Content marketers usually seek blended KPIs, including SEO prominence, page views per visit, top and mid funnel entrances shepherding visitors on the journey to conversion. Paid content amplification is especially useful when users predictably require multiple touches before converting to a lead or sale. Commonly we use Facebook, Twitter, LinkedIn and other display ads channels to purchase content clicks. Psychographic targeting is powerful because users can be defined explicitly.
Utilizing search pay per click ads for content promotion is an often overlooked tactic because the cost seems expensive. Also, it’s counterintuitive for many performance acquisition marketers to use paid search for content because it’s more complicated to track clicks back to ROAS (return on ad spend).
The trick is to go geeky and use keywords that are not competitive, because there’s no obvious conversion intent. Traditionally, performance marketers avoid spending money on informational searches, because they’re not commercial. This is the opportunity at hand.
Google makes you pay, no matter what, to be on the first page. It’s an auction so the more competition the more the CPC. When there are no other advertisers and your quality score is spot-on, then you can score very low CPCs. The opportunity here is that most marketers who purchase Google Ads are concerned solely with conversion, and therefore only bidding on competitive and therefore expensive KWs for conversion goals.
For marketers willing to get out of the box, buying geeky informational keywords uncontested by other advertisers can substantially lower the cost of first touch content marketing amplification.
Say the marketing assignment is to sell over the counter allergy relief medication. “Rhinorrhea” is another way to say runny nose. It appears there are no advertisers in the search engine results pages (SERPS). Boom! Rhinorrhea is such a sideways expression of runny nose, that the word can be considered a semantic expression of psychographics. Because there are no other advertisers, the cost may be low. Here are the SERPs for Rhinorrhea.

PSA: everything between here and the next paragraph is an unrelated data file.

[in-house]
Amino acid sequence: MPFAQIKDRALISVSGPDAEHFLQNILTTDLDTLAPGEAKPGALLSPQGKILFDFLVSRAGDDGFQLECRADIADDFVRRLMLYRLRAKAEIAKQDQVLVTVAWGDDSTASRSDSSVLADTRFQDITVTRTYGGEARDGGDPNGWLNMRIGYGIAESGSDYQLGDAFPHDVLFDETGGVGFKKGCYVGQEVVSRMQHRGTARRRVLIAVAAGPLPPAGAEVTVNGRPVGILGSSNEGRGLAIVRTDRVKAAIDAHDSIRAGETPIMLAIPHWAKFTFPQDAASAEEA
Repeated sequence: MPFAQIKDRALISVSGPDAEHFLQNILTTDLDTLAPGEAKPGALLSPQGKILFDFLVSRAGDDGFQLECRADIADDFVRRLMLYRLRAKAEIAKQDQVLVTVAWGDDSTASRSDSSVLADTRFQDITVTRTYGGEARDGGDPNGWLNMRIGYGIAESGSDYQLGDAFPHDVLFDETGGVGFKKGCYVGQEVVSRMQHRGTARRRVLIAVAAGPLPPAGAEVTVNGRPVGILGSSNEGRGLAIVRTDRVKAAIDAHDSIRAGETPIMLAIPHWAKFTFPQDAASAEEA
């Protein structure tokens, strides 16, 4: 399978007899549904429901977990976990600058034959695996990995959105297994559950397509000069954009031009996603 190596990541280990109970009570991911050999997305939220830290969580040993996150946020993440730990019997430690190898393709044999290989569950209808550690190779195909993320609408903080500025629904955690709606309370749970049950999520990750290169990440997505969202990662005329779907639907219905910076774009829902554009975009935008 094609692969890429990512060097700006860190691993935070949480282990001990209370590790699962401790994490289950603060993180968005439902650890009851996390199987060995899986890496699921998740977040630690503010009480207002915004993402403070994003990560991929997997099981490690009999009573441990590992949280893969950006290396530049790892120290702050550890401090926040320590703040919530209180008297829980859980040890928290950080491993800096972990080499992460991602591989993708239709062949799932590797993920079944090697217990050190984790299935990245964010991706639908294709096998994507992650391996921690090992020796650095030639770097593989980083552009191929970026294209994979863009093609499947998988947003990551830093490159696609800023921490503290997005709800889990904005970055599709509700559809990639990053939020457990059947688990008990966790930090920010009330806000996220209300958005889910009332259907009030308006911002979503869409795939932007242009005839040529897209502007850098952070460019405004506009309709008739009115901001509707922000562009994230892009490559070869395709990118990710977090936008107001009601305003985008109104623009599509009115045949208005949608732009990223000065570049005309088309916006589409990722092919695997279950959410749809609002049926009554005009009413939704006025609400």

A quick look at Google Ads Keyword Planner shows there is in fact search inventory available with low competition. That’s what we’re after, search volume and no advertisers.
SpyFu Related Keywords confirms no advertisers, low cost and plenty of inventory. This keyword is perfect for paid psychographic content marketing.
There are any number of reasons to target a Microsoft Access software user. “Data type mismatch criteria” is a Microsoft Access message, uber nerdy. The SERPs seem absent competitors. Data type mismatch is a query most often tendered by MS Access users to the psychographic match seems reasonable.
Let’s check. Yep, verified in Keyword planner.
SpyFu corroborates there are no advertisers and search inventory is available. Sure the inventory is low, so consider bucketing with other terms. It’ll just take some more hunting to build out the low cost Ad Group.
Travel marketers may be interested in the keyword “Berlin International Film Festival deadline.” Often filmmakers attend festivals they enter their movies in. SO, this may be a cool psychographic segment to target future Berlin festival attendees.
Keywords planner confirms the opportunity.
Remarkably, there is a cool gap in Google Ads. Buying searches for the entirety of the film festival seems inexpensive. Wow.
Buying keywords as a psychographic content amplification tactic is not necessarily about immediate conversion, which may be a challenge for some to measure, especially in Europe considering GDPR. An absolute for very low CPCs is that there are no other advertisers. Keep in mind that many advertisers part spends by week, day, time of day, and other data. So, be vigilant and use scripts to keep CPCs compliant to acceptable top or mid-funnel content marketing costs.
Bing and other paid search engines also work similarly for this tactic, internationally as well. Remember to segment retargeting/remarketing so as to better understand which psychographic keywords led to conversions. Happy content marketing!